Sensor nodes, however, are only part of the challenge of CeNSE.
“How do you capture and use all that data?” asks Hartwell. At a typical data rate, one million sensors running 24 hours a day would require 50 hard disks running in parallel to capture the 20 petabytes of data created in just six months. “The amount of data we’re talking about here is ferocious,” says Williams.
Then it has to be crunched to extract meaningful information. No matter how many gigabytes of data a smart highway might deliver, for example, “you’re only interested in one bit when you walk out that door,” says Hartwell. “Just one bit: Which interstate highway will take you home fastest? If it saves you 20 minutes on your commute, that one bit is worth a lot,” he points out.
HP is approaching sensing networks not just as sensing or moving data or crunching it, but from a holistic perspective, says Hartwell. “We have the networking expertise in our ProCurve division, we have consulting and integration through our Enterprise Services division (formerly EDS),” not to mention business intelligence, storage and data center technologies. Williams agrees: “We’re the only company approaching this from soup to nuts.”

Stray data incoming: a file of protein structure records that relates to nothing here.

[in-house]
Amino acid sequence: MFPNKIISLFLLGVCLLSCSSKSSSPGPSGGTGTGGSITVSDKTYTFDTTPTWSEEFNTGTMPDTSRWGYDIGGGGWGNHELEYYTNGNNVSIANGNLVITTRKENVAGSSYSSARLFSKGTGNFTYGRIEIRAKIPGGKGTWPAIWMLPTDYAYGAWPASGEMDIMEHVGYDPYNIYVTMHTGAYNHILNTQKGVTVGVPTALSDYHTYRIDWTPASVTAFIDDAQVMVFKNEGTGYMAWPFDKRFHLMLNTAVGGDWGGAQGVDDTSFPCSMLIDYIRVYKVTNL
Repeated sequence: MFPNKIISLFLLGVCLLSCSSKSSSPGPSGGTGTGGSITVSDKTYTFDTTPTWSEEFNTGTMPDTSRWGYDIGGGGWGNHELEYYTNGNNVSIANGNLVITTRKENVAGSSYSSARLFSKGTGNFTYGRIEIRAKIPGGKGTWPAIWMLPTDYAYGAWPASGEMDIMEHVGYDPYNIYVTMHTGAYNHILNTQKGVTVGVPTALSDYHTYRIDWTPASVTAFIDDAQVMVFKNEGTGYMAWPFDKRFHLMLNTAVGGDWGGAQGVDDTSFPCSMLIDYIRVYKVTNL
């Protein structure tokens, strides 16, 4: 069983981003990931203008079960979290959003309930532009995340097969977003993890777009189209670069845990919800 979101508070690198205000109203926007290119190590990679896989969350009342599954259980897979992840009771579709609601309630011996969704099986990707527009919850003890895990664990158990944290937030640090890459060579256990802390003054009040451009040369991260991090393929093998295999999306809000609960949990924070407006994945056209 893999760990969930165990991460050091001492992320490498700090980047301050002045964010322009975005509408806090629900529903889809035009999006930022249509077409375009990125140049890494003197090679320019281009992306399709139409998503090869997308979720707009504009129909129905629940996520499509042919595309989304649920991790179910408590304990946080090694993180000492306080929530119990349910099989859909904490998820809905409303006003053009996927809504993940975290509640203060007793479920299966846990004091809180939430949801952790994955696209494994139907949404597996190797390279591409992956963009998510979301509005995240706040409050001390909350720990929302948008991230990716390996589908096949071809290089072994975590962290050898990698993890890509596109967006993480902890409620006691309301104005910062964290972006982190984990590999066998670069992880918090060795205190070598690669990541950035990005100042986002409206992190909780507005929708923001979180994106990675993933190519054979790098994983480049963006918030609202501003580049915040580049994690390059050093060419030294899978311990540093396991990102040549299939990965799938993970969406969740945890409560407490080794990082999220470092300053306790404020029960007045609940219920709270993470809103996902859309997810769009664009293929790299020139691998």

Listening to Earth
CeNSE’s first applications will make living on the planet safer and more convenient. But as the network grows, the breadth and detail of information it gathers could be critical to Earth’s survival, says Hartwell.
“If we’re going to save the planet, we’ve got to monitor it,” says Hartwell. “We have to understand how we’re impacting the planet,” he says, pointing out that we don’t understand how wind farms may affect rainfall or how a cooling sea changes wind currents. Hartwell imagines people volunteering their sensors to feed data to climate change models, just as unused compute cycles are unfolding proteins and unraveling genomes today.
On an individual level, sensing could help people make everyday lifestyle changes: “We have to use this capability to figure out how to change the way we do things: You can tell the kids to turn off the lights, but it’s going to be a lot more effective if the lights turn themselves off.”